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Surface drilling a nd mobile c rushing

Out now! New edition on surface drilling and crushing

Atlas Copco has published the 5th edition of its popular reference book on Surface Drilling and Mobile Crushing. The book’s 204 pages are packed with fascinating articles that trace the evolution of surface drilling technology coupled with on-site case studies showing modern surface drilling and crushing equipment in action around the world. In the technical section, subjects range from the principles of rock drilling and blasting to safety and the latest techniques for low cost sustainable operations in contruction, quarrying and dimension stone applications. In addiion, the case stories take readers to a wide range of interesting worksites including the Panama Canal, Turkey, Ghana and Korea. Surface Drilling and Mobile Crushing is available from Atlas Copco Customer Centers and can be ordered online at miningandconstruction.com Fifth Edit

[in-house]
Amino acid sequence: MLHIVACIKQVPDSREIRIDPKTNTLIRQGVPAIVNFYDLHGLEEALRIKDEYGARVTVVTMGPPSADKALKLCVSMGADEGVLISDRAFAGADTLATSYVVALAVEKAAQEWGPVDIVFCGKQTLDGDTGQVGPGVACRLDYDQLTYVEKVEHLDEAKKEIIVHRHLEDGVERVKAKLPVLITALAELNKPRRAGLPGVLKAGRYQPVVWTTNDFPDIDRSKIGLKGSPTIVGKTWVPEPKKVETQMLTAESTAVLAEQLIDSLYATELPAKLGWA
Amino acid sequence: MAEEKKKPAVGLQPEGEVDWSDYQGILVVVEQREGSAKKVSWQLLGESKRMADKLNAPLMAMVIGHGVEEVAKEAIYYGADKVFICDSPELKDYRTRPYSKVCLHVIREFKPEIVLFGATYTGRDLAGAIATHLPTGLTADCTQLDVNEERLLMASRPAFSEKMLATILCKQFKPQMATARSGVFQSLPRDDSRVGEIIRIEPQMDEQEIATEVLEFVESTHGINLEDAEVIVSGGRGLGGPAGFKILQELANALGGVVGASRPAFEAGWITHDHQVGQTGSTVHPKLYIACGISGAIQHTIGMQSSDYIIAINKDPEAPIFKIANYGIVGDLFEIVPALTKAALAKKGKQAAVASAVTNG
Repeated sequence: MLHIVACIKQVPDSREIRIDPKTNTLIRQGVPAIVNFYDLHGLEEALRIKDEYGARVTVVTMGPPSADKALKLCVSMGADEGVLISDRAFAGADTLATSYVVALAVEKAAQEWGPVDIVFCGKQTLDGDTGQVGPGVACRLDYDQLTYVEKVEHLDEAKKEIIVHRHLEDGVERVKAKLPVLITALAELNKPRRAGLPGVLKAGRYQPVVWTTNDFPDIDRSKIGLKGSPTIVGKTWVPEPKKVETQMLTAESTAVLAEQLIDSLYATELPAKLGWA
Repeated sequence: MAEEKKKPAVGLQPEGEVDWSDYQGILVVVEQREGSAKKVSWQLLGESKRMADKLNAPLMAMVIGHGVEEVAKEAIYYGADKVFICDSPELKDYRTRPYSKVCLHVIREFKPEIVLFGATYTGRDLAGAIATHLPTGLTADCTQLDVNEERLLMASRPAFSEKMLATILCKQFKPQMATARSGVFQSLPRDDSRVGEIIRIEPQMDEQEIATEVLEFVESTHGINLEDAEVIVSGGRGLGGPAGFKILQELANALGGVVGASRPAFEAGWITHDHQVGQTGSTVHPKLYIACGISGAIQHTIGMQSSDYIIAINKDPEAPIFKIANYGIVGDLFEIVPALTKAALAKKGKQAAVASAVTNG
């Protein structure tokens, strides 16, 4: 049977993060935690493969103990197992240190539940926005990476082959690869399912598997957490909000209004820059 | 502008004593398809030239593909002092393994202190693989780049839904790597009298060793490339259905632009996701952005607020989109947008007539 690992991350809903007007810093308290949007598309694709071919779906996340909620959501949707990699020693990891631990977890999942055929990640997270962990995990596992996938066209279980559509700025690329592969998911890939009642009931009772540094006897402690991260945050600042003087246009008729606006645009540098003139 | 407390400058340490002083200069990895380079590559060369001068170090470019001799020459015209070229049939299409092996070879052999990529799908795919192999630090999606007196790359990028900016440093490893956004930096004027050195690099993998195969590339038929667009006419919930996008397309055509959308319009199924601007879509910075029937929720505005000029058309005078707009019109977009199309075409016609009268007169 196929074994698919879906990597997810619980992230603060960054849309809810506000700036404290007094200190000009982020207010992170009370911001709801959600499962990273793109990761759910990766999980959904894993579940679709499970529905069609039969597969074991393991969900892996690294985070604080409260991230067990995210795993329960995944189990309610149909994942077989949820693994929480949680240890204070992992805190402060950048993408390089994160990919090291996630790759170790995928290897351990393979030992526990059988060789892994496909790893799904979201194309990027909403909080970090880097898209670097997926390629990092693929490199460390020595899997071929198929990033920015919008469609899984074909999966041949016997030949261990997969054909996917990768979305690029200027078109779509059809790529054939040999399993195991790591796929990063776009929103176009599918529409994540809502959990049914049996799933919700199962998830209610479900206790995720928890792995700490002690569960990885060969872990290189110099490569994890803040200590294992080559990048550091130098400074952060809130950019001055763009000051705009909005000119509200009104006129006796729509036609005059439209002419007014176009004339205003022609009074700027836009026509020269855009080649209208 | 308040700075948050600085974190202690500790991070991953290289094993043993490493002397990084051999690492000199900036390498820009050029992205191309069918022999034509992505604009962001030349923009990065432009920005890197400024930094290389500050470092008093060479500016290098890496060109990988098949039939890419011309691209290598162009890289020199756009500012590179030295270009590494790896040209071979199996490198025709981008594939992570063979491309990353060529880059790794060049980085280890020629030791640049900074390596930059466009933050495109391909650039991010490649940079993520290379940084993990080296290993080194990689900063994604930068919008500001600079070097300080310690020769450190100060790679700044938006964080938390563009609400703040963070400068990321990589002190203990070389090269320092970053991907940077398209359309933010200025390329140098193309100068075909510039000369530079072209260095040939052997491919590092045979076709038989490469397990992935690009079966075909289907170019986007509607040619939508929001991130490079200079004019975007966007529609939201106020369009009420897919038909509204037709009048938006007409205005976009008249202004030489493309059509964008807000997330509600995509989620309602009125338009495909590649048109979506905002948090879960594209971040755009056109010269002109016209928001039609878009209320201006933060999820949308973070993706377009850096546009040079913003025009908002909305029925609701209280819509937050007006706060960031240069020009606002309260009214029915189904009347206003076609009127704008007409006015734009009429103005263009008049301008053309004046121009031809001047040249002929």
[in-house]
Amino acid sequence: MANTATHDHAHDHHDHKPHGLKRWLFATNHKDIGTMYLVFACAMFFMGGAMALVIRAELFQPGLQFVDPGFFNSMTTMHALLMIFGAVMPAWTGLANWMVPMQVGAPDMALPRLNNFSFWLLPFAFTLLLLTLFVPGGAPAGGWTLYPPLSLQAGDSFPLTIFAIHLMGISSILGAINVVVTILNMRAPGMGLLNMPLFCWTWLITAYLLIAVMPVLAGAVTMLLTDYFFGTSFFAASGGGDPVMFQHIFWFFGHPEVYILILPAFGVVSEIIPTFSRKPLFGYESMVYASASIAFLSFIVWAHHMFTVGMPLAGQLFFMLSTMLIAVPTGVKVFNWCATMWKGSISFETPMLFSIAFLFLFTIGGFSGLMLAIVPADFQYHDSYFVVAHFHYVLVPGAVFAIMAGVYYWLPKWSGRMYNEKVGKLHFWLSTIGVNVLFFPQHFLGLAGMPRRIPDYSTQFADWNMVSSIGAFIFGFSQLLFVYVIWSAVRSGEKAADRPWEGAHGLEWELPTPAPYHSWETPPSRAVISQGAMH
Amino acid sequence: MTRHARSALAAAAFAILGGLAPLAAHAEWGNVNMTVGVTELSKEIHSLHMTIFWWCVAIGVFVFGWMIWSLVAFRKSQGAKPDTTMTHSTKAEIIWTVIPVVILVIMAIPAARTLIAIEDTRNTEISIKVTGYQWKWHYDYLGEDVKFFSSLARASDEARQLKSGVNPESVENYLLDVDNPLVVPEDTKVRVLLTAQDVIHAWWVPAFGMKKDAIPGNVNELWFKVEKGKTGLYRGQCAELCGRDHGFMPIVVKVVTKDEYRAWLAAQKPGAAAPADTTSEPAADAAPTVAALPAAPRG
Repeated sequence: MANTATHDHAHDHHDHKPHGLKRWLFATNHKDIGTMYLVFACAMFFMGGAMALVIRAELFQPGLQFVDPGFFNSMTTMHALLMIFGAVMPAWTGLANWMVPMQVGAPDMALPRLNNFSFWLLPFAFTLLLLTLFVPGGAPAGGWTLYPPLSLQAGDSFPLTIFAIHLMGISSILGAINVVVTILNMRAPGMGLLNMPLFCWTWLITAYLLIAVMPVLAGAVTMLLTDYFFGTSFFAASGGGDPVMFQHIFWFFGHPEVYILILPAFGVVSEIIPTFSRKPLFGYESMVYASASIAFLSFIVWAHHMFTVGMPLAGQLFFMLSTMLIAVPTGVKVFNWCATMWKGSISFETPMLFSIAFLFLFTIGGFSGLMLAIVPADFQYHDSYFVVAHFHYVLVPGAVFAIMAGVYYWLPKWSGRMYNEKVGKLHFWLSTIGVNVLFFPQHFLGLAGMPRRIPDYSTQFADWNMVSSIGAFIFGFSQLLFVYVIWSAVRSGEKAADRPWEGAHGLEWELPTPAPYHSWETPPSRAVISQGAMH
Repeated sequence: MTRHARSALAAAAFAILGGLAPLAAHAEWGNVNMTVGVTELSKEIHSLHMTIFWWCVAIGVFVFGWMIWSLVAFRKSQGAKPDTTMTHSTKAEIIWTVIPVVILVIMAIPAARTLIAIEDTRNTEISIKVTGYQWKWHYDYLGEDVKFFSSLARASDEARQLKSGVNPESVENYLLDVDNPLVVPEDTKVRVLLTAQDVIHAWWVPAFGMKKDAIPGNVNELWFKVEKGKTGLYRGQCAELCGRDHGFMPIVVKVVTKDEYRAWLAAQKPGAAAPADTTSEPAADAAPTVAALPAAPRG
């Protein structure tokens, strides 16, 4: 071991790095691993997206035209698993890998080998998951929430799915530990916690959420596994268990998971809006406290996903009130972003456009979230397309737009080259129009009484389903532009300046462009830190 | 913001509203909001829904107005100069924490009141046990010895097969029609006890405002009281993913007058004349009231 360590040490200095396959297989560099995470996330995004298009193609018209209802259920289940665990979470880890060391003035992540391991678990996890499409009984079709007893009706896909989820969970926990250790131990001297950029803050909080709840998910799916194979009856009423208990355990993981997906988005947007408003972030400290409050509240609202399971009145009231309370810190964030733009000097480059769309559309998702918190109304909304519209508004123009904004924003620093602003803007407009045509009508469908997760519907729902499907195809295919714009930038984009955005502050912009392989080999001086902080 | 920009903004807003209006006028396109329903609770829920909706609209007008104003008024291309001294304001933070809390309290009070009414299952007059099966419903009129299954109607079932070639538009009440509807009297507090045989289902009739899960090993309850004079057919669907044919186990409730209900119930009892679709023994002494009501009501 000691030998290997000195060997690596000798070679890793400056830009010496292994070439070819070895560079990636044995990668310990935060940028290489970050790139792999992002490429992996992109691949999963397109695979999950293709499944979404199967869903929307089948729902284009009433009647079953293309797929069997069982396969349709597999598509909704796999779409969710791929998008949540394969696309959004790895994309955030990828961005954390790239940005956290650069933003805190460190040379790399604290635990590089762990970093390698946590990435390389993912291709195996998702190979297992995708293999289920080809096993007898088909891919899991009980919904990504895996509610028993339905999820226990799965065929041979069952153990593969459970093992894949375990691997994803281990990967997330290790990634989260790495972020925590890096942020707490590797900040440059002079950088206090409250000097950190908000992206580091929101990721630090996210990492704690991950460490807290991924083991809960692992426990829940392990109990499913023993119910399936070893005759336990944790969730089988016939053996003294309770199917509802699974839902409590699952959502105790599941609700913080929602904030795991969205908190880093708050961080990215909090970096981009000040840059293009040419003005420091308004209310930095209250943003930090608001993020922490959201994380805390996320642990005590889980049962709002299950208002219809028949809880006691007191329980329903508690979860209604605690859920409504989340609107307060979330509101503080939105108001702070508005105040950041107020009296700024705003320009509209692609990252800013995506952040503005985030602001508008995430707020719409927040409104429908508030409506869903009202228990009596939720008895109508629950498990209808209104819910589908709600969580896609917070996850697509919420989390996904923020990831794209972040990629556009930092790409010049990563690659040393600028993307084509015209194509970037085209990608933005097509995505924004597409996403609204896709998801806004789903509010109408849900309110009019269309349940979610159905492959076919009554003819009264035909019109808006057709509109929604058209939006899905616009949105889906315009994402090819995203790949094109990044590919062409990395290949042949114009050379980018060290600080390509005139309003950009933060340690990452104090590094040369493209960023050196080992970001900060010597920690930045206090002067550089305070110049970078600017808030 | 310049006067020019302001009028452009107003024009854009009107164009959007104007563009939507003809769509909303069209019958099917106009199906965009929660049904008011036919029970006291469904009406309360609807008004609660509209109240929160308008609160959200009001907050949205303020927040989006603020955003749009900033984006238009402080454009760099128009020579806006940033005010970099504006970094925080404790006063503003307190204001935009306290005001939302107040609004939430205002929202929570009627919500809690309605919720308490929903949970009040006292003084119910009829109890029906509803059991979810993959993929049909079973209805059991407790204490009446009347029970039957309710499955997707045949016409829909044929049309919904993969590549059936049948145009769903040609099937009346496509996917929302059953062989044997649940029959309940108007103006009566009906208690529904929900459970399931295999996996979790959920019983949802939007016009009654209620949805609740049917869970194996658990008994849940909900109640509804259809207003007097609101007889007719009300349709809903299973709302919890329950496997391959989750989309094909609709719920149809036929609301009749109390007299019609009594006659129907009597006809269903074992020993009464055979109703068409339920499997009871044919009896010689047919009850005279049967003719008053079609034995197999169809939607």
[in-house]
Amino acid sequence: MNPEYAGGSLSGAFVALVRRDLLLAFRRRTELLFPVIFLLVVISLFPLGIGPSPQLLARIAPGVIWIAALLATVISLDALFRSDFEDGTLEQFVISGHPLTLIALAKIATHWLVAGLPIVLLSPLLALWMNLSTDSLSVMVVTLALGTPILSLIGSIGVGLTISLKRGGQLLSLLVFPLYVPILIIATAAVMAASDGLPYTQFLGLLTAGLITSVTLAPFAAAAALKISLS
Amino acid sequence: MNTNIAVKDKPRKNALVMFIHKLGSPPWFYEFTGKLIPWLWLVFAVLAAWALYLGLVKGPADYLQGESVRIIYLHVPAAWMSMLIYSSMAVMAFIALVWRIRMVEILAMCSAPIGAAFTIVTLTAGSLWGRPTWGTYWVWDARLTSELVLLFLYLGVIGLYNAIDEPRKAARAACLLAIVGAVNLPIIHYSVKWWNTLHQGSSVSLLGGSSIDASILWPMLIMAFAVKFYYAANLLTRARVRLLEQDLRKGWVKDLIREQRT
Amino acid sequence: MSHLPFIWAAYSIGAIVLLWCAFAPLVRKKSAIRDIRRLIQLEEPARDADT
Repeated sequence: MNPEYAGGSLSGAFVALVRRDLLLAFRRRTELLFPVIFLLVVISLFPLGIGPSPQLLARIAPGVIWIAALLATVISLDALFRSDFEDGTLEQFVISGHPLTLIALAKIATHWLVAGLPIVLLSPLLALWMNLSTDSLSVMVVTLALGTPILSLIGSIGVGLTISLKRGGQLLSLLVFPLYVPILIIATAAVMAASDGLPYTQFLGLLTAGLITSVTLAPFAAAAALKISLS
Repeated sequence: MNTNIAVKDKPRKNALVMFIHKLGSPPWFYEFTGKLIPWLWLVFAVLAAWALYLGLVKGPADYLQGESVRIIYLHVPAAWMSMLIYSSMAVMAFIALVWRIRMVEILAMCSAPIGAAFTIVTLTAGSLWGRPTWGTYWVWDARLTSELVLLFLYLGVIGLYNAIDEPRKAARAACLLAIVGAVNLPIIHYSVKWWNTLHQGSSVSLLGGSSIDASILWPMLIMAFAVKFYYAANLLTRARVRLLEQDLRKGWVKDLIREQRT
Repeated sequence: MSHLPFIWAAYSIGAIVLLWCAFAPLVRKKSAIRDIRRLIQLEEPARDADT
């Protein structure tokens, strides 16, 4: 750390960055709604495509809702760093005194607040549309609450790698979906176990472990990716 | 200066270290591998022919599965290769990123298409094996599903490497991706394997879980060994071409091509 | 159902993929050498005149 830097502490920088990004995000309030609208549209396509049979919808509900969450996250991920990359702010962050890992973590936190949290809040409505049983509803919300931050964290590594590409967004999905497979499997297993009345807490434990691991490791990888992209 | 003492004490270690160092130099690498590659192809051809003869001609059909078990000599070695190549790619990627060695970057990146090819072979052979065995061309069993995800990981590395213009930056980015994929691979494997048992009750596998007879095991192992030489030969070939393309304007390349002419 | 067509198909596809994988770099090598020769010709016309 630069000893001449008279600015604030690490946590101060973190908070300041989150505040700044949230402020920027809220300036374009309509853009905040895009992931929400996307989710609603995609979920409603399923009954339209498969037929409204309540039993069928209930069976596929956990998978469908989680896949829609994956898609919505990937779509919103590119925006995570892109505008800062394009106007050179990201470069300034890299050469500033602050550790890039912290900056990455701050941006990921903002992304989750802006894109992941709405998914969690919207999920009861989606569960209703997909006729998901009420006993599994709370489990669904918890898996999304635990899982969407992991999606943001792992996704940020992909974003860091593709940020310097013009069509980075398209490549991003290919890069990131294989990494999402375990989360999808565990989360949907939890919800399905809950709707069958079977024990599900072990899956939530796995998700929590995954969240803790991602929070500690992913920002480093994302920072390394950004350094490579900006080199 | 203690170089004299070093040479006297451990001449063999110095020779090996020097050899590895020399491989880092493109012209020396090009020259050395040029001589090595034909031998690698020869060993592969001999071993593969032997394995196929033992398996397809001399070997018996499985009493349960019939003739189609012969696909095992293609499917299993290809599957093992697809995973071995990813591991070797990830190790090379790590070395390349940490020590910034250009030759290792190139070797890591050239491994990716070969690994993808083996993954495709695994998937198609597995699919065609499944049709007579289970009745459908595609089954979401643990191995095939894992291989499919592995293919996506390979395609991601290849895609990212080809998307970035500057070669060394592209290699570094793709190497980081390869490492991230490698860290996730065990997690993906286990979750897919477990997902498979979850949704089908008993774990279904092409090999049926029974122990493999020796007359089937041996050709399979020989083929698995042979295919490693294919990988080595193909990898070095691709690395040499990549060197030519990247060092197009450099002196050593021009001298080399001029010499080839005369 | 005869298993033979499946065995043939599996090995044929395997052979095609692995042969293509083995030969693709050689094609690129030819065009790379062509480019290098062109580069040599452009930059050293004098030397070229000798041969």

ion 2013

Mining & Construction – 2 / 2013

ALBANIA, Tirana, +355 682 061 618. Algeria, Zeralda,

+213 (0) 21 32 83 25 / 26/27. Angola, Luanda, +244 929 303 139. Argentina, Buenos Aires, +54 (0)11 47172200. Australia,

Blacktown, +61 (0)2 9621 9700. Austria , Vienna, +43 (0)1 760120. Belgium, Brussels, +32 (0)2 689 0511. Bolivia, La Paz,